Women of Color Won the Election for Obama-- And They Protected Reproductive Health
Jessica González-Rojas is the executive director of the National Latina Institute for Reproductive Health.
On election night, Latinas and other women of color played an historic role in deciding the future of our country by helping President Obama secure the White House and blocking state-level attempts to curb rights, including reproductive rights. Over and over again, in state after state, Latina and women of color voters provided the winning margin: 76 percent of Latinas and 96 of black women voted for Obama, and Asian voters chose Obama at even higher rates than Latino/as. It’s no accident that women of color chose a president that has taken strong positions in support of health care access, support for a woman’s reproductive decision-making, and equal pay, key issues for this constituency.
We have long known that Latinas, and other women of color, are poderosa and a constituency that can move elections. This week, we proved that by defeating attacks on insurance coverage for abortion, supporting the rights of our LGBTQ hermanos/as, casting deciding votes in battleground states and, across the country, raising our voices. Policy makers in state houses and on Capitol Hill now know that they ignore our concerns at the peril of their own re-election.
On Wednesday morning, one truth was crystal clear: a new American majority, made of people of color, single women, young people (a high percentage, and growing, of which are Latino/a) and LGTBQ Americans turned out to vote and fueled election-night victories.
Take for example, Florida, where anti-choice politicians and opponents of reproductive justice have continued to pursue restrictions of women’s health care. The latest attack was Amendment 6, a ballot measure that would have further restricted insurance coverage for abortion and interfered with personal decision-making. There was simply no denying this amendment would take away a woman’s right to make basic health care decisions that affect her health and the health of her family. In the weeks and months before the election, the National Latina Institute for Reproductive Health (NLIRH), my organization, worked to educate and mobilize Latino/a voters in Florida to oppose this measure.
In partnership with the Miami Latina health organization Mi Lola, NLIRH developed and distributed bilingual voter-education materials, phoned Latino/as to talk about the harms of voting “yes” on Amendment 6, and encouraged Latino/as to register to vote. Latinas secured a significant victory when the hard work paid off and the measure was defeated.
This election, Latinas also used the ballot box to reject false, outdated narratives that we’re socially conservative. For years this narrative has persisted in the media. Yet, polling from NLIRH, in partnership with Lake Research Partners, shows that Latinos and Latinas don’t want politicians interfering with a woman’s right to make decisions. In the poll, nearly three out of four Latino registered voters agreed that a woman has a right to make her own personal, private decisions about abortion without politicians interfering, and nearly as many agreed that we shouldn’t judge someone who feels they are not ready to be a parent. Other polls show that a majority of Latino/as support marriage equality, and are more supportive than their white counterparts.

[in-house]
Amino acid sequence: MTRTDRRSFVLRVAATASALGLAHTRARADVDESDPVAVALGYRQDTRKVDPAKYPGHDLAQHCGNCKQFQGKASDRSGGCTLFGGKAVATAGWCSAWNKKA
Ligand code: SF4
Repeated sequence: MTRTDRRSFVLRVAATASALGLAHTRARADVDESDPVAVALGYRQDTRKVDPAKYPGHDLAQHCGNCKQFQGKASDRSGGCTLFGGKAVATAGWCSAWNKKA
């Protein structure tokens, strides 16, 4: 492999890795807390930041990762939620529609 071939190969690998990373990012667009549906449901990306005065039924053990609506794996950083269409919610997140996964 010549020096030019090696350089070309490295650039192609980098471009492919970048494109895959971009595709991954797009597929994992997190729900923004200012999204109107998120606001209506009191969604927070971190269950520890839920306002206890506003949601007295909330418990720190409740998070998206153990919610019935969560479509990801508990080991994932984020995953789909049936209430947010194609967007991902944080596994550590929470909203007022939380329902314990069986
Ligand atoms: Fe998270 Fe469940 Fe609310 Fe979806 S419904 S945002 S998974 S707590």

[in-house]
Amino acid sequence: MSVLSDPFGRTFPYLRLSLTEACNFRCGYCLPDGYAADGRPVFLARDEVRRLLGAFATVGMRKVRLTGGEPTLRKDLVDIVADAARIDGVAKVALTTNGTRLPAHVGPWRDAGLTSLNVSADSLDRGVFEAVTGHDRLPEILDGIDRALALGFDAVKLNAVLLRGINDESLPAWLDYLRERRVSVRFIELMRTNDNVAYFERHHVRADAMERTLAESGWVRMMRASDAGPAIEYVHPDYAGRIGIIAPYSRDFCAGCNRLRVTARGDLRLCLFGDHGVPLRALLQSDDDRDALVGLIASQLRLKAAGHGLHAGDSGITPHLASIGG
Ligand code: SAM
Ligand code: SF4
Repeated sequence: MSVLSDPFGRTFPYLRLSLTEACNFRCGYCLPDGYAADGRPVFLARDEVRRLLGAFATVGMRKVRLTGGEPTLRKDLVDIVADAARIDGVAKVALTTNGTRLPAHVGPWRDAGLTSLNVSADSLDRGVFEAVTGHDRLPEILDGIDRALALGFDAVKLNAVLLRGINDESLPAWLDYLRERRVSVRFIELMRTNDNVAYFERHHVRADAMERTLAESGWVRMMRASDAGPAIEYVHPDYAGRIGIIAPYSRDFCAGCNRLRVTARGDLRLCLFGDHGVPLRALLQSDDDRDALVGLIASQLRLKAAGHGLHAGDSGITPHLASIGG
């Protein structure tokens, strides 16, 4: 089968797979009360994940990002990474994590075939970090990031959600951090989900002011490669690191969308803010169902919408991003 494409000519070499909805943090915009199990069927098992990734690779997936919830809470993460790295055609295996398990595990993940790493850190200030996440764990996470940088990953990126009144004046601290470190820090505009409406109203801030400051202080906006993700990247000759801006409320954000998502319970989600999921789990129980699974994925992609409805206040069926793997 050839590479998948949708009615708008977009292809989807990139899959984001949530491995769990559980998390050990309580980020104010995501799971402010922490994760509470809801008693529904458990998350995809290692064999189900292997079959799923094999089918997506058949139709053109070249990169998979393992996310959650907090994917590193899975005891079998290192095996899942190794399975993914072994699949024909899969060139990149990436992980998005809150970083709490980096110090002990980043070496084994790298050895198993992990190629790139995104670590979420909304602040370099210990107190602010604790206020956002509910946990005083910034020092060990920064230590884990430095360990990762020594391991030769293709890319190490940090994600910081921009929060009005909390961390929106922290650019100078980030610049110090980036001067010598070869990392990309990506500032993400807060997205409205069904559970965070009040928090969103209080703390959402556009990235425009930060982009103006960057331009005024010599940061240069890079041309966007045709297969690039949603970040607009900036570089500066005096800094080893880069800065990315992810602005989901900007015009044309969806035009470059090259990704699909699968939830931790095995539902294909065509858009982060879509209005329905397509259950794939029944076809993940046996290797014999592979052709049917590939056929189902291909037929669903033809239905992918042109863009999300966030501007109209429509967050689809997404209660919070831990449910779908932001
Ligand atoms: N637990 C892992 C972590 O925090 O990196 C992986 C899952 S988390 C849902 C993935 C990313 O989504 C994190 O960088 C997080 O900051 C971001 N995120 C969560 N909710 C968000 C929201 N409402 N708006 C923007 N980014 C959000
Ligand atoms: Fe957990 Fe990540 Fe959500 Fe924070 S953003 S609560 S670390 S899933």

And those views were apparent at the ballot boxes on Tuesday in key battleground states, like Virginia, where Latina/os favored candidates who pledged to support polices that protect women’s reproductive decision-making and helping pro-choice candidates go on to victory. Latino/as across the country. Latinas across the country joined successful efforts to expand marriage equality, and young Latina advocates, like NLIRH volunteer, columnist, and immigration reform leader Angy Rivera, led the Maryland state DREAM Act to victory, paving the way for similar measures across the country. Latino/as supported President Obama, and his historic health care gains, by more than 70 percent. That’s the largest margin among Latino/as in history, and concern about the Ryan budget and proposed cuts to healthcare helped motivate Latino/as to vote, according to Latino Decisions.
This polling tells me what I know from personal experience: many of my own friends and family voted in this election to support reproductive justice, LGBTQ rights, and access to quality affordable health care. The myth that Latinos are less engaged or single-issue voters is finally giving way to reality. We vote our values: and our values support our diverse families and health, dignity and justice for ourselves, our loved ones and our communities.
Sadly, despite the best efforts of women of color, especially Latinas and Asian American and Pacific Islanders in Arizona, some anti-immigration candidates managed to win. Latino/a advocates led a groundswell of protest against the infamous Maricopa County Sheriff Joe Arpaio, who’s become known for his harsh, hurtful, inhumane rhetoric about immigrants. Thus far, Arpaio has narrowly retained his seat (votes are still being counted), but immigrant activists have successfully forced the sheriff into his toughest re-election battle, putting other candidates on notice that people of color will not remain silent when our brothers and sisters are abused.
This election was a turning point in our power — policy makers can no longer doubt it. Our job, and the job of other organizations who represent women of color, is to work together with the President and other policymakers to hold them accountable to their promises, find solutions that make quality, affordable health care more accessible for women of color, protect the rights of immigrants and ensure that every woman has access to the reproductive health care she needs.